the port number specified on the in their m= line of to the opposite endpoint.  There is one exception source port number which they
   will use to this requirement: establish the connection towards the remote endpoint, the
   transport layer should take care of simultaneous opens (at least if
   TCP is the transport protocol). If, for some reason, any of the
   endpoints does not follow this recommendation, both endpoints should
   follow the rules below.

   If an endpoint receives the incoming is notified about a connection establishment attempt
   from the opposite other endpoint prior to initiating before performing its own outbound connection, then that
   endpoint MAY use that connection rather than attempt to make an
   outbound connection to the opposite endpoint.

   If only one connection succeeds, then that connection will be used
   to carry the media.  Once attempt,
   it has transmitted data on this
   connection, the initiating SHOULD behave as a passive endpoint MUST and SHOULD NOT perform another
   connection attempt to the accepting endpoint.  This allows the
   accepting endpoint to release or recycle the listening port for
   another session once it has received data from the initiating
   endpoint.

   If both connections succeed, the following rules SHALL apply:

   a) Each endpoint MUST accept data from either
   establish any other connection.

   b) Once

   In case two connections are established, if an endpoint has transmitted receives data to
   (i.e., media) over one of the connections,
     it MUST use that connection exclusively for transmission.

   c) Once an endpoint has transmitted AND received data, if one connections before having sent any data
   on any of the
     connections is determined to be idle, connections, the endpoint SHOULD close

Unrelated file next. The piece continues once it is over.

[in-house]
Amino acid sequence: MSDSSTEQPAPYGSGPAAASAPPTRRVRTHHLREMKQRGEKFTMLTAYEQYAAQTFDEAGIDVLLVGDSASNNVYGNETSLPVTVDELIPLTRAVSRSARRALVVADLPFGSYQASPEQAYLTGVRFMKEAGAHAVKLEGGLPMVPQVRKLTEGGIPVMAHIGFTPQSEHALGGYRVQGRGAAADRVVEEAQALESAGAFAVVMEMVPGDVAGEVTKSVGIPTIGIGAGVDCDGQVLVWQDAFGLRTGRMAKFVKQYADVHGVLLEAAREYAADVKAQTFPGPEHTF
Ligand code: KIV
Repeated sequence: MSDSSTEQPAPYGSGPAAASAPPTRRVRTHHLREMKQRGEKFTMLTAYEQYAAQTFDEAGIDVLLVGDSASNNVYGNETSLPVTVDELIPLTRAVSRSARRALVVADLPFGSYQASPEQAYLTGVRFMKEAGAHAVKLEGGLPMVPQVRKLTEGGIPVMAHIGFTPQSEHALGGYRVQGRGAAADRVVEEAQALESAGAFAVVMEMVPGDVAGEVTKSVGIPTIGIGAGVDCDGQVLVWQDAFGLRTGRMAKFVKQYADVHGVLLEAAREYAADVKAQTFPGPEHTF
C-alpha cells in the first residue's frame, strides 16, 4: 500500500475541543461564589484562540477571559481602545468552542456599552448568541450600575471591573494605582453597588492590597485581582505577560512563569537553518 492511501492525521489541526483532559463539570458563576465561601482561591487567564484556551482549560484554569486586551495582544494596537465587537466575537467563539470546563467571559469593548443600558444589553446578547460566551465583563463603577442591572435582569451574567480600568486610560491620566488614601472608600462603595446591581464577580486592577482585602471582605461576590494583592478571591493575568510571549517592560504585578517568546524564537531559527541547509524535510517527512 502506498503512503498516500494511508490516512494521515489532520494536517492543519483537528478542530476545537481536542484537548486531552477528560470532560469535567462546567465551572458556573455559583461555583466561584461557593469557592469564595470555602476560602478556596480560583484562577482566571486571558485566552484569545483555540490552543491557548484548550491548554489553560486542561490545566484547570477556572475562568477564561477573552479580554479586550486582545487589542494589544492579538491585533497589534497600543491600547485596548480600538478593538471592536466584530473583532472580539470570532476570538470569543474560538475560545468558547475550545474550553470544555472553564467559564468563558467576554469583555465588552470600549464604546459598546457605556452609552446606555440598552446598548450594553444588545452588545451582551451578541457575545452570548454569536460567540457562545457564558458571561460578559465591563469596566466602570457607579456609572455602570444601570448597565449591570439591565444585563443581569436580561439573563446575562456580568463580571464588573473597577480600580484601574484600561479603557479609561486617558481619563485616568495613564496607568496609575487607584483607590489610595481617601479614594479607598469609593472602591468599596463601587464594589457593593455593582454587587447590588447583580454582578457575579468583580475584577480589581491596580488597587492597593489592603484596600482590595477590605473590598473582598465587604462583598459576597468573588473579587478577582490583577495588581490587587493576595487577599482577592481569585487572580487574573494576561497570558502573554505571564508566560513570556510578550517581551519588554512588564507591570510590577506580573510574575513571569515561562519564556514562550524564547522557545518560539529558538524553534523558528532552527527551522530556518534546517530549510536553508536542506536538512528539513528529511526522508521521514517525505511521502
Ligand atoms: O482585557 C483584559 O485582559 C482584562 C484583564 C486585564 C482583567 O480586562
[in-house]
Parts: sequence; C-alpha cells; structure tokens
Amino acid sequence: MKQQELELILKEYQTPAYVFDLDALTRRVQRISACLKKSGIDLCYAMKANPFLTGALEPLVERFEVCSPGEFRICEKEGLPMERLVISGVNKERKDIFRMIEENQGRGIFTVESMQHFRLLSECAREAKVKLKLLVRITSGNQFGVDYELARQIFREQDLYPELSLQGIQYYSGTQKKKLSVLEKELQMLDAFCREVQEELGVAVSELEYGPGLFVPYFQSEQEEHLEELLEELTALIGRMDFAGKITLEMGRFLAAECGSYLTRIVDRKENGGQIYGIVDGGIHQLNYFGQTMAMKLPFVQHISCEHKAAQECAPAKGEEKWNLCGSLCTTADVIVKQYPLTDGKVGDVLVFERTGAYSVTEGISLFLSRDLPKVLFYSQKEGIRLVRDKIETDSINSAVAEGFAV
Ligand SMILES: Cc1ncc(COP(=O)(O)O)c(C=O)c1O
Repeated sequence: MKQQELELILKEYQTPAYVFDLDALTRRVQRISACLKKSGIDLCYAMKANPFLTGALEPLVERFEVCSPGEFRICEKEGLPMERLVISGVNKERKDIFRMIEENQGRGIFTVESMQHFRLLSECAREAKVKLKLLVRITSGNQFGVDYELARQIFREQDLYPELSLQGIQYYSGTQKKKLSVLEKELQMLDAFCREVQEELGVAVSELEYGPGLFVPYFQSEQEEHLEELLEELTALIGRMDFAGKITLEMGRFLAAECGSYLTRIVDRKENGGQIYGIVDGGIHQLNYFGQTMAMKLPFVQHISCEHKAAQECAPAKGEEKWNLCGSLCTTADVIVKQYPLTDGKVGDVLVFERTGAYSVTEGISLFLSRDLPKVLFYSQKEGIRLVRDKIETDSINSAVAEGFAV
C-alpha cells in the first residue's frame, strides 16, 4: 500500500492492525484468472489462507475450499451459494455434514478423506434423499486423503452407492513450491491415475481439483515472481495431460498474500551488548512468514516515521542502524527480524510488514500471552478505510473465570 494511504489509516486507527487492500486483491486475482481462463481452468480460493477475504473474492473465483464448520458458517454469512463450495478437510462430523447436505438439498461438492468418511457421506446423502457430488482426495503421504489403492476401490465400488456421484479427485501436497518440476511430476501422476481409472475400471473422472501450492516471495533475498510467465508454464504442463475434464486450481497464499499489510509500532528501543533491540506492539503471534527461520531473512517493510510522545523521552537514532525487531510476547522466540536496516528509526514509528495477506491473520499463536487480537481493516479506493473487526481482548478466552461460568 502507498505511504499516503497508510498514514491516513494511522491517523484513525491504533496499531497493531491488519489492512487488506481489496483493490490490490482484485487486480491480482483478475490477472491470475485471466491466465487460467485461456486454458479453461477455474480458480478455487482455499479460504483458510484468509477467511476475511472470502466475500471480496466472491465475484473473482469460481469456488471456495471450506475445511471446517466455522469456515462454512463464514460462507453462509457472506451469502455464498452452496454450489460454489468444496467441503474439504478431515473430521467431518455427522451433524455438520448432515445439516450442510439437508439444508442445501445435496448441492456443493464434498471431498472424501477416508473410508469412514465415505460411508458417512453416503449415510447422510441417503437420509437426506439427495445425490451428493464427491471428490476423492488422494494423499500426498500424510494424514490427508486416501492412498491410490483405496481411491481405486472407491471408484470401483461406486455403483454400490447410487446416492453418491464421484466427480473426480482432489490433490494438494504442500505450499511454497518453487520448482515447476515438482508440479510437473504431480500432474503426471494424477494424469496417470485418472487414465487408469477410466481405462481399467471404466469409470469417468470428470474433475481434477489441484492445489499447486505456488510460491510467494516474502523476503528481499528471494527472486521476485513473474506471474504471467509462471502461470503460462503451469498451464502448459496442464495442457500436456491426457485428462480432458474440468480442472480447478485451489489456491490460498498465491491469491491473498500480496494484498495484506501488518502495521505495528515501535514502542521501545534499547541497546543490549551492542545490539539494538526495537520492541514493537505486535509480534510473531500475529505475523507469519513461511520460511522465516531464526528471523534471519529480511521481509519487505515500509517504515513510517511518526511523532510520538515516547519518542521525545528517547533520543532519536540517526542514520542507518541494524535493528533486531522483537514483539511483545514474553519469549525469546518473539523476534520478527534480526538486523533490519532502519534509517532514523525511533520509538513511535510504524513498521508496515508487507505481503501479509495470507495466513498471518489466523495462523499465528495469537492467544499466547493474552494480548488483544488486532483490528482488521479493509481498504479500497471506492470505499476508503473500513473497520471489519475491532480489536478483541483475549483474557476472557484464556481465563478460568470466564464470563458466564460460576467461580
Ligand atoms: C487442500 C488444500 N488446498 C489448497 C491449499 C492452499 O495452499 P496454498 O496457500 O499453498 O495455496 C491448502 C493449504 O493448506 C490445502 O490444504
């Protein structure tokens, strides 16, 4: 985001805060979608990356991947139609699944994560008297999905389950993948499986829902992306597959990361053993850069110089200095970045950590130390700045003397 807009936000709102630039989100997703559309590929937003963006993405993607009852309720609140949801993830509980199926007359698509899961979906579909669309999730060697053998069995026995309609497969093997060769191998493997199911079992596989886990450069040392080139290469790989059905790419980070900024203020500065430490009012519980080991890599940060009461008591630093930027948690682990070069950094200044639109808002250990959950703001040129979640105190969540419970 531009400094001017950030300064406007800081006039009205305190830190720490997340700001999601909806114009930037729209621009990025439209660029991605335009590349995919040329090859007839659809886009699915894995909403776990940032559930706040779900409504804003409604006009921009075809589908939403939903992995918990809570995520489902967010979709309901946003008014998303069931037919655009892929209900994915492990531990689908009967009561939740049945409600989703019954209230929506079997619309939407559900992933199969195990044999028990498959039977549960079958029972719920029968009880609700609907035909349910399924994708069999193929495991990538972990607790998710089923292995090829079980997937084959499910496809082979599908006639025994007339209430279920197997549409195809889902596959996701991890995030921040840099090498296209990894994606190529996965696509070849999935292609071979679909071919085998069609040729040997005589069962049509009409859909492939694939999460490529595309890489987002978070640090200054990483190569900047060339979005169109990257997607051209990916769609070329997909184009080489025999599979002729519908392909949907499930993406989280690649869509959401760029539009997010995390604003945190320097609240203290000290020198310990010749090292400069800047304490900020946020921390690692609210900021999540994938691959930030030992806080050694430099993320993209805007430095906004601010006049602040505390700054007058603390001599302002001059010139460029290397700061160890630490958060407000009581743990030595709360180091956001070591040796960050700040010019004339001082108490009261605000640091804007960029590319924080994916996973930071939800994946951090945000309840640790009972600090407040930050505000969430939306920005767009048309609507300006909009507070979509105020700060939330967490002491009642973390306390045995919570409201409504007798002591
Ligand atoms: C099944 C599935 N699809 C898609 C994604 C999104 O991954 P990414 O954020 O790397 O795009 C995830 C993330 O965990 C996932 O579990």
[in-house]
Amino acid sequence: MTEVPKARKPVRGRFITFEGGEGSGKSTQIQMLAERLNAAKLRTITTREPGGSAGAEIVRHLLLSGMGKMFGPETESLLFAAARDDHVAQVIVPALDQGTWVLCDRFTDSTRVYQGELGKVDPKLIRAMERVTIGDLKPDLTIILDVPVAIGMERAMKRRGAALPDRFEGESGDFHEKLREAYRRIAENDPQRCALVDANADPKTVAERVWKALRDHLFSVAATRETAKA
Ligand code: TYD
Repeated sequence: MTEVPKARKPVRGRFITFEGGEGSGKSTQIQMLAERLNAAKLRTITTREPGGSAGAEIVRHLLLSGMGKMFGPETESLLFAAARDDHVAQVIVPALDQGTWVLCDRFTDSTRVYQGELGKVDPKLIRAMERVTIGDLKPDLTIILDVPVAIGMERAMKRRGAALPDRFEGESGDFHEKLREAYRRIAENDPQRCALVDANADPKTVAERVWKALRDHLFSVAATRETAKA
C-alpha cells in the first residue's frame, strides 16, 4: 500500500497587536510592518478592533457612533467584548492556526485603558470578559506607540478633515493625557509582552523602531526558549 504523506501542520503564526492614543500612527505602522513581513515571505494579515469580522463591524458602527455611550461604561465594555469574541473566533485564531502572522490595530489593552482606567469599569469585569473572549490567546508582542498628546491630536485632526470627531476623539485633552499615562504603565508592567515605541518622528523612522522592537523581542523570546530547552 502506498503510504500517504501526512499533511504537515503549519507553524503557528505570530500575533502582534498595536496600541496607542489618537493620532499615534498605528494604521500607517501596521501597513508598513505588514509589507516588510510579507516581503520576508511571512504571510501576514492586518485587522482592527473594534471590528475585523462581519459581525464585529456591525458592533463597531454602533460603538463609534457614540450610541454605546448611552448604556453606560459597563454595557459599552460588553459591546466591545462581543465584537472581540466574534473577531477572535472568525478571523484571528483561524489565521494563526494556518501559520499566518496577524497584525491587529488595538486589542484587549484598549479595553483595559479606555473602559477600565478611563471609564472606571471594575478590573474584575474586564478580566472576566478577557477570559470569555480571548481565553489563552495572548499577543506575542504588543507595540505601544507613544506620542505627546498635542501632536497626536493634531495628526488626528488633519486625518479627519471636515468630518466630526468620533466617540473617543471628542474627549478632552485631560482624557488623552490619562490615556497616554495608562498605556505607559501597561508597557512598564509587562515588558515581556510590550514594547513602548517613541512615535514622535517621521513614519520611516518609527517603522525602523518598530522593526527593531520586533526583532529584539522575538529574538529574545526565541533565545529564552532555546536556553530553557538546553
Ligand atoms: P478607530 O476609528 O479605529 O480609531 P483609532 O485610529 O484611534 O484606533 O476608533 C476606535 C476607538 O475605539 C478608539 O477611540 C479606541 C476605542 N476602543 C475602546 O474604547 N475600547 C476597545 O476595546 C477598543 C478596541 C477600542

the idle connection.

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4.4 Optimizing direction:both

   As discussed in the previous section, there is terminate the possibility
   connection that has not carried any data.

   When two connections will be created when only one is needed.  While
   rules in the previous section accommodate the closing of an idle
   connection, they do not prevent a race condition where the are established and both endpoints
   simultaneously start sending
   data on opposite connections thereby
   causing two connections to be used where one would have sufficed.
   While it is not possible to entirely eliminate this race condition, before receiving anything from the other endpoint, it is in may happen
   that each of the endpoints' interest to minimize its occurrence.
   Therefore, when endpoints choose a session is negotiated through interactive exchange
   of SDP between endpoints (as in the case of SIP) AND the result of
   the negotiation is that each endpoint specifies direction:both, it
   is RECOMMENDED that the endpoints use the following guidelines:

   a) There comes a point during the exchange of SDP where one endpoint
     is prepared to send the final message that will complete the
     negotiation and allow the session to begin.  For the purposes of
     this discussion, the endpoint that will send this final message
     will be called the Initiator, and the endpoint that will receive
     this message will be called the Acceptor.

   b) The Initiator, upon receiving sufficient information to initiate a
     connection, MUST attempt to connect to the Acceptor as soon as
     possible.

   c) In order to lower the likelihood that the Acceptor will also
     attempt to initiate a connection, the Initiator SHOULD incorporate
     a short delay between initiating the connection and sending the
     final SDP to the Acceptor.

   d) The delay time chosen by the Initiator MUST NOT introduce an
     unacceptable session setup delay should the different connection to the
     Acceptor not succeed.

4.5 Bidirectional versus Unidirectional Media

   In traditional SDP transport types the flow is unidirectional.  If
   the intent is for media to flow in both directions, both endpoints
   must specify SDP that describes where to deliver the media and what
   media type(s) to use.  For example, if only Endpoint A presents SDP
   then media can only flow towards Endpoint A, as Endpoint B has not
   specified where and how to send media to it.

   Because most connection-oriented media is inherently bi-directional,